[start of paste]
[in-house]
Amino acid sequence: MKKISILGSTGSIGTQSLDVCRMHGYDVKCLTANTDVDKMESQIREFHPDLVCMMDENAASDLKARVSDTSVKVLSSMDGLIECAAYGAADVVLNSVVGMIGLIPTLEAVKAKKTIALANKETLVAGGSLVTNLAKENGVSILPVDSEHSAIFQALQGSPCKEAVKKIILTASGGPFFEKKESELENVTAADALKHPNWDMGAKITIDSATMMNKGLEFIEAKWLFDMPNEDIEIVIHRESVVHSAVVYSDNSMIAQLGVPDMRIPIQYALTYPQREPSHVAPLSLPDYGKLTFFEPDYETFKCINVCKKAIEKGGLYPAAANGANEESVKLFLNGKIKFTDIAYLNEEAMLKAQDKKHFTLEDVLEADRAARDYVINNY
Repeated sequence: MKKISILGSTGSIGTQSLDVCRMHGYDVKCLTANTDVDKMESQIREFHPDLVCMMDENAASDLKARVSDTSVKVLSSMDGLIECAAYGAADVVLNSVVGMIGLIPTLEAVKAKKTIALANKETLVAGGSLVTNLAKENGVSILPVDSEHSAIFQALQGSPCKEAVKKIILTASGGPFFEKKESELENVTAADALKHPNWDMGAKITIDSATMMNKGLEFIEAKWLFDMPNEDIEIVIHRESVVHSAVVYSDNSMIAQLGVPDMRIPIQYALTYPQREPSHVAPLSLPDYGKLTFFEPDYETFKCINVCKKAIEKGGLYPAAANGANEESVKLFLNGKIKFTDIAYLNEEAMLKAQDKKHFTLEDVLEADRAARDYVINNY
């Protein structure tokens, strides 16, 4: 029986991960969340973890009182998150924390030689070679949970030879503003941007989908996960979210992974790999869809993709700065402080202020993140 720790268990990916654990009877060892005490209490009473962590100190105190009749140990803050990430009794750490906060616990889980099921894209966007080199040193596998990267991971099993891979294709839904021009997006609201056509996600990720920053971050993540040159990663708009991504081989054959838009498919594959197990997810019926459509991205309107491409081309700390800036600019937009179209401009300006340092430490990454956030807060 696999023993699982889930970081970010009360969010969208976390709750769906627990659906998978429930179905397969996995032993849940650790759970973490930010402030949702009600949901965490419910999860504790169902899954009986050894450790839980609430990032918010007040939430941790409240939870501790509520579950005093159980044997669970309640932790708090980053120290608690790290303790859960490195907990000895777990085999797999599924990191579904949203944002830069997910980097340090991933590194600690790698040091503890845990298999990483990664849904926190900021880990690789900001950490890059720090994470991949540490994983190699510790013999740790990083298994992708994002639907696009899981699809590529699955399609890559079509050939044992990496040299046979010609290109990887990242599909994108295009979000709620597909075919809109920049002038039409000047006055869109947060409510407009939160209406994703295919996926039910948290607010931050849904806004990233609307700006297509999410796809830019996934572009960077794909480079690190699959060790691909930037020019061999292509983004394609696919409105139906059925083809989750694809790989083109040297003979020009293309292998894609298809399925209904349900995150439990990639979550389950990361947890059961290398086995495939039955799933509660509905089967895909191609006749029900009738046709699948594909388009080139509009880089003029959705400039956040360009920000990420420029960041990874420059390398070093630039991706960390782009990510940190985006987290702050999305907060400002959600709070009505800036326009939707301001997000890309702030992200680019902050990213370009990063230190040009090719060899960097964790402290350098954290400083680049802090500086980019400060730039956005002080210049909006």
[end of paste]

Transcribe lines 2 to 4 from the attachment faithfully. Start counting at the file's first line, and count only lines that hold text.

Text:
Amino acid sequence: MKKISILGSTGSIGTQSLDVCRMHGYDVKCLTANTDVDKMESQIREFHPDLVCMMDENAASDLKARVSDTSVKVLSSMDGLIECAAYGAADVVLNSVVGMIGLIPTLEAVKAKKTIALANKETLVAGGSLVTNLAKENGVSILPVDSEHSAIFQALQGSPCKEAVKKIILTASGGPFFEKKESELENVTAADALKHPNWDMGAKITIDSATMMNKGLEFIEAKWLFDMPNEDIEIVIHRESVVHSAVVYSDNSMIAQLGVPDMRIPIQYALTYPQREPSHVAPLSLPDYGKLTFFEPDYETFKCINVCKKAIEKGGLYPAAANGANEESVKLFLNGKIKFTDIAYLNEEAMLKAQDKKHFTLEDVLEADRAARDYVINNY
Repeated sequence: MKKISILGSTGSIGTQSLDVCRMHGYDVKCLTANTDVDKMESQIREFHPDLVCMMDENAASDLKARVSDTSVKVLSSMDGLIECAAYGAADVVLNSVVGMIGLIPTLEAVKAKKTIALANKETLVAGGSLVTNLAKENGVSILPVDSEHSAIFQALQGSPCKEAVKKIILTASGGPFFEKKESELENVTAADALKHPNWDMGAKITIDSATMMNKGLEFIEAKWLFDMPNEDIEIVIHRESVVHSAVVYSDNSMIAQLGVPDMRIPIQYALTYPQREPSHVAPLSLPDYGKLTFFEPDYETFKCINVCKKAIEKGGLYPAAANGANEESVKLFLNGKIKFTDIAYLNEEAMLKAQDKKHFTLEDVLEADRAARDYVINNY
């Protein structure tokens, strides 16, 4: 029986991960969340973890009182998150924390030689070679949970030879503003941007989908996960979210992974790999869809993709700065402080202020993140 720790268990990916654990009877060892005490209490009473962590100190105190009749140990803050990430009794750490906060616990889980099921894209966007080199040193596998990267991971099993891979294709839904021009997006609201056509996600990720920053971050993540040159990663708009991504081989054959838009498919594959197990997810019926459509991205309107491409081309700390800036600019937009179209401009300006340092430490990454956030807060 696999023993699982889930970081970010009360969010969208976390709750769906627990659906998978429930179905397969996995032993849940650790759970973490930010402030949702009600949901965490419910999860504790169902899954009986050894450790839980609430990032918010007040939430941790409240939870501790509520579950005093159980044997669970309640932790708090980053120290608690790290303790859960490195907990000895777990085999797999599924990191579904949203944002830069997910980097340090991933590194600690790698040091503890845990298999990483990664849904926190900021880990690789900001950490890059720090994470991949540490994983190699510790013999740790990083298994992708994002639907696009899981699809590529699955399609890559079509050939044992990496040299046979010609290109990887990242599909994108295009979000709620597909075919809109920049002038039409000047006055869109947060409510407009939160209406994703295919996926039910948290607010931050849904806004990233609307700006297509999410796809830019996934572009960077794909480079690190699959060790691909930037020019061999292509983004394609696919409105139906059925083809989750694809790989083109040297003979020009293309292998894609298809399925209904349900995150439990990639979550389950990361947890059961290398086995495939039955799933509660509905089967895909191609006749029900009738046709699948594909388009080139509009880089003029959705400039956040360009920000990420420029960041990874420059390398070093630039991706960390782009990510940190985006987290702050999305907060400002959600709070009505800036326009939707301001997000890309702030992200680019902050990213370009990063230190040009090719060899960097964790402290350098954290400083680049802090500086980019400060730039956005002080210049909006």